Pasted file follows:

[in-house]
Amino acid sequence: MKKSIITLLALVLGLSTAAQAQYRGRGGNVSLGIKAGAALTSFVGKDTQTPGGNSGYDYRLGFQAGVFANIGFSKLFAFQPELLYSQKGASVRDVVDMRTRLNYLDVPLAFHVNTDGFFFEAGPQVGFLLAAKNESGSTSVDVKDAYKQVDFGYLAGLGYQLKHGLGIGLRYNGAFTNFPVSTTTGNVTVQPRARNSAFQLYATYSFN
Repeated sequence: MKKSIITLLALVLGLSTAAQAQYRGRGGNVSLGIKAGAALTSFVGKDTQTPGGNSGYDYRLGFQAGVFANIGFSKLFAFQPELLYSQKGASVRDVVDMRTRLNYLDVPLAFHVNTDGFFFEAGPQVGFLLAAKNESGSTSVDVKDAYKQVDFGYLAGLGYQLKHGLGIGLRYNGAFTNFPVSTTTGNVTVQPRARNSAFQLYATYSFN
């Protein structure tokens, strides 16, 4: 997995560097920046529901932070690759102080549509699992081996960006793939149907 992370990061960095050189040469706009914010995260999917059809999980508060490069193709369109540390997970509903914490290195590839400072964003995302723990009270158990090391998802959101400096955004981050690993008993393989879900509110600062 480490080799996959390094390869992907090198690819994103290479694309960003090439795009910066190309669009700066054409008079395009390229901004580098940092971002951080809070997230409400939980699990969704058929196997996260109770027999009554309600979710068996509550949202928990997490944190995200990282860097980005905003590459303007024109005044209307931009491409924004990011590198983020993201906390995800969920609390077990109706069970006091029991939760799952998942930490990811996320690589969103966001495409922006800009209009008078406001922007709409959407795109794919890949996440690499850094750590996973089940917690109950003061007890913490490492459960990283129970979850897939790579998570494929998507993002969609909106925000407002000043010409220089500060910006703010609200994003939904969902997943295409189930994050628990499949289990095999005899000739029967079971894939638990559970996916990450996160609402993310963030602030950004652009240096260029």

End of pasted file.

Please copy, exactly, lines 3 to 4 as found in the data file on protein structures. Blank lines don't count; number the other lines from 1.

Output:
Repeated sequence: MKKSIITLLALVLGLSTAAQAQYRGRGGNVSLGIKAGAALTSFVGKDTQTPGGNSGYDYRLGFQAGVFANIGFSKLFAFQPELLYSQKGASVRDVVDMRTRLNYLDVPLAFHVNTDGFFFEAGPQVGFLLAAKNESGSTSVDVKDAYKQVDFGYLAGLGYQLKHGLGIGLRYNGAFTNFPVSTTTGNVTVQPRARNSAFQLYATYSFN
């Protein structure tokens, strides 16, 4: 997995560097920046529901932070690759102080549509699992081996960006793939149907 992370990061960095050189040469706009914010995260999917059809999980508060490069193709369109540390997970509903914490290195590839400072964003995302723990009270158990090391998802959101400096955004981050690993008993393989879900509110600062 480490080799996959390094390869992907090198690819994103290479694309960003090439795009910066190309669009700066054409008079395009390229901004580098940092971002951080809070997230409400939980699990969704058929196997996260109770027999009554309600979710068996509550949202928990997490944190995200990282860097980005905003590459303007024109005044209307931009491409924004990011590198983020993201906390995800969920609390077990109706069970006091029991939760799952998942930490990811996320690589969103966001495409922006800009209009008078406001922007709409959407795109794919890949996440690499850094750590996973089940917690109950003061007890913490490492459960990283129970979850897939790579998570494929998507993002969609909106925000407002000043010409220089500060910006703010609200994003939904969902997943295409189930994050628990499949289990095999005899000739029967079971894939638990559970996916990450996160609402993310963030602030950004652009240096260029």